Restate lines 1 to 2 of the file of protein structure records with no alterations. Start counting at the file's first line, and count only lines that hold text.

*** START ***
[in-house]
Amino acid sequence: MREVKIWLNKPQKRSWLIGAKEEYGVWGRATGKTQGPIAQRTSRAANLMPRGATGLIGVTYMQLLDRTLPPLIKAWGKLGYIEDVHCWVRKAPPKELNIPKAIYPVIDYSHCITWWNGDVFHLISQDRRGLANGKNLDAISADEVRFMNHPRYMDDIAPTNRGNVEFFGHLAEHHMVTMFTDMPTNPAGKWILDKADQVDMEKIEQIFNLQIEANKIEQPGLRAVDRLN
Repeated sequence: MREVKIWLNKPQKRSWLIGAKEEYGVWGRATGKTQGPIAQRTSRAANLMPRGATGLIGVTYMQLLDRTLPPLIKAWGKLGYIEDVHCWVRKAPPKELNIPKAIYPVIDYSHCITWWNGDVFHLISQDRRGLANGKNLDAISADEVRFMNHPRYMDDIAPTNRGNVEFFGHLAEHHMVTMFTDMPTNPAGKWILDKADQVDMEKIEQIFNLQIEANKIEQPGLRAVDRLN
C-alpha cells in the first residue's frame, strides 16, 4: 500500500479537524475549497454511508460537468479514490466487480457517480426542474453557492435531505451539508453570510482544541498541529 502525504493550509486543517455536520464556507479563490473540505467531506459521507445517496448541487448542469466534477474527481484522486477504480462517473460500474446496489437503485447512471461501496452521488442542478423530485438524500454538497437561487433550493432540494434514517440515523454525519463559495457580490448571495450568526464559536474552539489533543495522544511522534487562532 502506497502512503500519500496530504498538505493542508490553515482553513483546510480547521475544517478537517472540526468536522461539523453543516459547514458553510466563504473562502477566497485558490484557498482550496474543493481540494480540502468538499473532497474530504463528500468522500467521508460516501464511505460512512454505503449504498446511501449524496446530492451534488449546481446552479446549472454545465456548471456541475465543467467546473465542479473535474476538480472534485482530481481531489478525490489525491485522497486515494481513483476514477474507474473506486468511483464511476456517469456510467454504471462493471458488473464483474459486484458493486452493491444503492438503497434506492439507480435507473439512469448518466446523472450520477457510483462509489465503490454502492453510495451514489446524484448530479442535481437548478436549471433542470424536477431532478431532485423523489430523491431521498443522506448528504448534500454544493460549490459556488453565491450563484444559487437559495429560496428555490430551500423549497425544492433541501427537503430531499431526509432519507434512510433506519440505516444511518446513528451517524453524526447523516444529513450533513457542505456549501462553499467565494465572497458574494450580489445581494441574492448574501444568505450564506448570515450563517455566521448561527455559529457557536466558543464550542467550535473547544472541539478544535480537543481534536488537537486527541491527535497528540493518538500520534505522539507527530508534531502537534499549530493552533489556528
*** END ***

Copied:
[in-house]
Amino acid sequence: MREVKIWLNKPQKRSWLIGAKEEYGVWGRATGKTQGPIAQRTSRAANLMPRGATGLIGVTYMQLLDRTLPPLIKAWGKLGYIEDVHCWVRKAPPKELNIPKAIYPVIDYSHCITWWNGDVFHLISQDRRGLANGKNLDAISADEVRFMNHPRYMDDIAPTNRGNVEFFGHLAEHHMVTMFTDMPTNPAGKWILDKADQVDMEKIEQIFNLQIEANKIEQPGLRAVDRLN